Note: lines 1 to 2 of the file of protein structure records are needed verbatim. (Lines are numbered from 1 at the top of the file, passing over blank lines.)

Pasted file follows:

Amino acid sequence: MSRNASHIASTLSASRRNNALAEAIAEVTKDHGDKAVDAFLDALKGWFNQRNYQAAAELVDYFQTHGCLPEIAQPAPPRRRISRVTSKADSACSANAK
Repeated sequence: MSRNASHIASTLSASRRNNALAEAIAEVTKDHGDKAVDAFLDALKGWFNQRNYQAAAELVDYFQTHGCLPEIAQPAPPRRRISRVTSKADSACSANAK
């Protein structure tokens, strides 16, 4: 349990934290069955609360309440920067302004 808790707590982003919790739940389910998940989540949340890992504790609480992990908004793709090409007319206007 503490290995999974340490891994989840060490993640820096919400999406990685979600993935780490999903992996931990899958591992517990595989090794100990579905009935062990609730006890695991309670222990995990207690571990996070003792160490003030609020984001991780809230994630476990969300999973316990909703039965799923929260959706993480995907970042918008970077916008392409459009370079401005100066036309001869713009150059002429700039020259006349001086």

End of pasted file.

Amino acid sequence: MSRNASHIASTLSASRRNNALAEAIAEVTKDHGDKAVDAFLDALKGWFNQRNYQAAAELVDYFQTHGCLPEIAQPAPPRRRISRVTSKADSACSANAK
Repeated sequence: MSRNASHIASTLSASRRNNALAEAIAEVTKDHGDKAVDAFLDALKGWFNQRNYQAAAELVDYFQTHGCLPEIAQPAPPRRRISRVTSKADSACSANAK